Language: Igbo

Weekly Dispatches from the Frontlines of World Literature

This week, our Editors-At-Large from Nigeria and Indonesia tell us more about the latest in literary news.

 Join our Editors-at-Large as they reflect on this week’s most important literary news—and look ahead to exciting upcoming events! From Nigeria, Olufunke Ogundimu reports on festivals in Lagos and beyond. Norman Erikson Pasaribu, writing from Indonesia, discusses a renowned Toba Batak author and a promising young translator.

Olufunke Ogundimu, Editor-At-Large, reporting from Nigeria:

Autumn is the season of literary festivals in Nigeria, beginning in September with the Kaduna Book and Arts Festival, which aims to celebrate and increase access to arts and literature in northern Nigeria. October ushers in the Aké Arts and Book Festival and the Lagos International Poetry Festival, and the season ends in November with the Lagos Book and Arts Festival.

The theme of this year’s Aké Arts and Book Festival was “Fantastical Futures.” From October 25-28, visitors attended events, exhibitions, and conversations that focused largely on a re-imagined African future. The first two days of the festival were devoted to Project Inspire, an initiative that involved featured authors visiting schools to read to pupils and talk to them about books, reading, and careers in writing. The festival also hosted two panels in Yoruba and Igbo languages for the first time; in the past, panels were held in English only. The “Divinity and Spirituality in Igbo Tradition” panel discussed the demonization and criminalization of traditional practices in Igboland, while the Yoruba panel focused on “Entertainment, Education and Technology in the Mother Tongue.”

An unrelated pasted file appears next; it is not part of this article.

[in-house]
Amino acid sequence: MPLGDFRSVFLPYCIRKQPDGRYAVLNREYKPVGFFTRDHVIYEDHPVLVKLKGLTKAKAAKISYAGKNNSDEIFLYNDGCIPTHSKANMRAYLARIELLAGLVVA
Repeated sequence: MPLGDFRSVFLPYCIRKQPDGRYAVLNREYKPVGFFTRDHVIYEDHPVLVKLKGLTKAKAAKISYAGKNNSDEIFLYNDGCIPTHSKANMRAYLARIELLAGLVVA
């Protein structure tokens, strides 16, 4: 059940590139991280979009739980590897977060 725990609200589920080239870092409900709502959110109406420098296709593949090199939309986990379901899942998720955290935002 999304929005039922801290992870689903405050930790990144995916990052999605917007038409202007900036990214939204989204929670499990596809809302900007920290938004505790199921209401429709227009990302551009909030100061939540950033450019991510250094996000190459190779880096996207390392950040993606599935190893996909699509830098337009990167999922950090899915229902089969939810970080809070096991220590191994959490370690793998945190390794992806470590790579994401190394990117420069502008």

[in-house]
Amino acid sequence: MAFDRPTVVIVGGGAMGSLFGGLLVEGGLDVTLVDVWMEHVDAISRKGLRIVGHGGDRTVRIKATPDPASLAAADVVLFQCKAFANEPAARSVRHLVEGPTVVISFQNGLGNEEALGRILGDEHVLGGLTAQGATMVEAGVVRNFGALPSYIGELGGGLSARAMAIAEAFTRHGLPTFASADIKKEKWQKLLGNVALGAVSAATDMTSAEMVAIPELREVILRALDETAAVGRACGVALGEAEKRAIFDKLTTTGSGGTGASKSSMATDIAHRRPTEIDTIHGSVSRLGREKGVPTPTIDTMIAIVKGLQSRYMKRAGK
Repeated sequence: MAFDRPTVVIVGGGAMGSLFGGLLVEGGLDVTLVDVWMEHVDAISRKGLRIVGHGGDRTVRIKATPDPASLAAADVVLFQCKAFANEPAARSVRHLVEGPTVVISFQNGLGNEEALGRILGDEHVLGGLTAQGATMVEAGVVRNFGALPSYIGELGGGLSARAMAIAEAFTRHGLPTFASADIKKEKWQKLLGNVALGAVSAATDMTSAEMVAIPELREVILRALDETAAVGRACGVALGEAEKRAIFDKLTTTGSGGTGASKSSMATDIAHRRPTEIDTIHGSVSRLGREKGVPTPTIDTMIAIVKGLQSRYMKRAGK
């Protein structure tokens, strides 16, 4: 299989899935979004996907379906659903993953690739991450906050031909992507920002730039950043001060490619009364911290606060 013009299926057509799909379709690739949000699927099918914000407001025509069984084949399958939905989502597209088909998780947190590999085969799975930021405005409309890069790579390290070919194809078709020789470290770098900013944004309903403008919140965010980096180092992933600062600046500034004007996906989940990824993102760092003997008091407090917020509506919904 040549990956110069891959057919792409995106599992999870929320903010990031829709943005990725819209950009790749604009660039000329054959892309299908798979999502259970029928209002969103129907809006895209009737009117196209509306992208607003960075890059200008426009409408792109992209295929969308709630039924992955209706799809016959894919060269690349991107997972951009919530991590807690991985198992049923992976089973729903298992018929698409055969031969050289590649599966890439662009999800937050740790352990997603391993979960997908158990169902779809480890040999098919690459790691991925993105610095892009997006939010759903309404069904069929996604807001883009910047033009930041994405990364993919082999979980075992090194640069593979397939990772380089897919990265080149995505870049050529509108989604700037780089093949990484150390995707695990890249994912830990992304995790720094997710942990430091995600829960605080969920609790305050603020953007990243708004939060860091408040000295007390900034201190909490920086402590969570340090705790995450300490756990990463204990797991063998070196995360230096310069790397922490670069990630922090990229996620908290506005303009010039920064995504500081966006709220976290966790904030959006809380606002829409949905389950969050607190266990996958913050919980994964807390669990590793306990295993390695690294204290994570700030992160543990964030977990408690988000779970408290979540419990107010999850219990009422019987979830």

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Announcing the Summer 2018 Issue of Asymptote

Introducing our thirtieth issue, which gathers never-before-published work from 31 countries!

We interrupt our regular programming to announce the launch of Asymptote’s Summer 2018 issue!

Step into our bountiful Summer edition to “look for [yourself] in places [you] don’t recognize” (Antonin Artaud). Hailing from thirty-one countries and speaking twenty-nine languages, this season’s rich pickings blend the familiar with the foreign: Sarah Manguso and Jennifer Croft (co-winner, with Olga Tokarczuk, of this year’s Man Booker International Prize) join us for our thirtieth issue alongside Anita Raja, Duo Duo, and Intizar Husain, and our first work from the Igbo in the return of our Multilingual Writing Feature.

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